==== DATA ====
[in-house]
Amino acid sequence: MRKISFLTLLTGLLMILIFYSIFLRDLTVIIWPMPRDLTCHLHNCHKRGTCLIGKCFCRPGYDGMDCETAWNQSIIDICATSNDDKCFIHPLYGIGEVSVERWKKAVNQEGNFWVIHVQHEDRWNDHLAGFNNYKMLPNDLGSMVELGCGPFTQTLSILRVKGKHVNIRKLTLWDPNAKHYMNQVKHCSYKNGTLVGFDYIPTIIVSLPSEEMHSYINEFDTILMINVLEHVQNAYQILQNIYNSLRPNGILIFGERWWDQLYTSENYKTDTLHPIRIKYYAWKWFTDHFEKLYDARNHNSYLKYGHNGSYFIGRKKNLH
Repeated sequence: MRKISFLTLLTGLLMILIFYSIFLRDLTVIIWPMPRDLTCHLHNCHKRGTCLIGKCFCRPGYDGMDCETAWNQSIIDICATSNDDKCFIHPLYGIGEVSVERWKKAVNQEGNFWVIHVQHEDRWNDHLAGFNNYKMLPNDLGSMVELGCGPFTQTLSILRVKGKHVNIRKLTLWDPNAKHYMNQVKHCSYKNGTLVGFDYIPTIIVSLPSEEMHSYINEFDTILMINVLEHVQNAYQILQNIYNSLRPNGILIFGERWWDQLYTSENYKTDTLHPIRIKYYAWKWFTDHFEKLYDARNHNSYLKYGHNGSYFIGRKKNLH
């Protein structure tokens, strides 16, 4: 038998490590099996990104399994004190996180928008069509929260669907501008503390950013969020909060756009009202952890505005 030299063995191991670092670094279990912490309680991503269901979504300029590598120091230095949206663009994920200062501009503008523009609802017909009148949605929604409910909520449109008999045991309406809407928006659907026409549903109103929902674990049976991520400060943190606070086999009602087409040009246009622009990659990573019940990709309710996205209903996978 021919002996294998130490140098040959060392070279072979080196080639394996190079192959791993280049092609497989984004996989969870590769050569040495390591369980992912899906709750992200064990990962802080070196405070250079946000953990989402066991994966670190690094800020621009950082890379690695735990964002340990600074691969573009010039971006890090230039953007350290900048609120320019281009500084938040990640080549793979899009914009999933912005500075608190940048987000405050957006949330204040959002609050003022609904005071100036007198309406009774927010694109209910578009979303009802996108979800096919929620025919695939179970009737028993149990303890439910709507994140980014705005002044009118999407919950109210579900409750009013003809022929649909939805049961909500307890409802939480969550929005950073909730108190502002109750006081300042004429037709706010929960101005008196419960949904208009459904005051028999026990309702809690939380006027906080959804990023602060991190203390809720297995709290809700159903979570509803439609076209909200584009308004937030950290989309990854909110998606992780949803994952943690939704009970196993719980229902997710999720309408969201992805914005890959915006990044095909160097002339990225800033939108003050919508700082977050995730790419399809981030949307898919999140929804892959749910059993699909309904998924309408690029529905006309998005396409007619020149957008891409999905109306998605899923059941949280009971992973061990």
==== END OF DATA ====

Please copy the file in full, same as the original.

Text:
[in-house]
Amino acid sequence: MRKISFLTLLTGLLMILIFYSIFLRDLTVIIWPMPRDLTCHLHNCHKRGTCLIGKCFCRPGYDGMDCETAWNQSIIDICATSNDDKCFIHPLYGIGEVSVERWKKAVNQEGNFWVIHVQHEDRWNDHLAGFNNYKMLPNDLGSMVELGCGPFTQTLSILRVKGKHVNIRKLTLWDPNAKHYMNQVKHCSYKNGTLVGFDYIPTIIVSLPSEEMHSYINEFDTILMINVLEHVQNAYQILQNIYNSLRPNGILIFGERWWDQLYTSENYKTDTLHPIRIKYYAWKWFTDHFEKLYDARNHNSYLKYGHNGSYFIGRKKNLH
Repeated sequence: MRKISFLTLLTGLLMILIFYSIFLRDLTVIIWPMPRDLTCHLHNCHKRGTCLIGKCFCRPGYDGMDCETAWNQSIIDICATSNDDKCFIHPLYGIGEVSVERWKKAVNQEGNFWVIHVQHEDRWNDHLAGFNNYKMLPNDLGSMVELGCGPFTQTLSILRVKGKHVNIRKLTLWDPNAKHYMNQVKHCSYKNGTLVGFDYIPTIIVSLPSEEMHSYINEFDTILMINVLEHVQNAYQILQNIYNSLRPNGILIFGERWWDQLYTSENYKTDTLHPIRIKYYAWKWFTDHFEKLYDARNHNSYLKYGHNGSYFIGRKKNLH
């Protein structure tokens, strides 16, 4: 038998490590099996990104399994004190996180928008069509929260669907501008503390950013969020909060756009009202952890505005 030299063995191991670092670094279990912490309680991503269901979504300029590598120091230095949206663009994920200062501009503008523009609802017909009148949605929604409910909520449109008999045991309406809407928006659907026409549903109103929902674990049976991520400060943190606070086999009602087409040009246009622009990659990573019940990709309710996205209903996978 021919002996294998130490140098040959060392070279072979080196080639394996190079192959791993280049092609497989984004996989969870590769050569040495390591369980992912899906709750992200064990990962802080070196405070250079946000953990989402066991994966670190690094800020621009950082890379690695735990964002340990600074691969573009010039971006890090230039953007350290900048609120320019281009500084938040990640080549793979899009914009999933912005500075608190940048987000405050957006949330204040959002609050003022609904005071100036007198309406009774927010694109209910578009979303009802996108979800096919929620025919695939179970009737028993149990303890439910709507994140980014705005002044009118999407919950109210579900409750009013003809022929649909939805049961909500307890409802939480969550929005950073909730108190502002109750006081300042004429037709706010929960101005008196419960949904208009459904005051028999026990309702809690939380006027906080959804990023602060991190203390809720297995709290809700159903979570509803439609076209909200584009308004937030950290989309990854909110998606992780949803994952943690939704009970196993719980229902997710999720309408969201992805914005890959915006990044095909160097002339990225800033939108003050919508700082977050995730790419399809981030949307898919999140929804892959749910059993699909309904998924309408690029529905006309998005396409007619020149957008891409999905109306998605899923059941949280009971992973061990």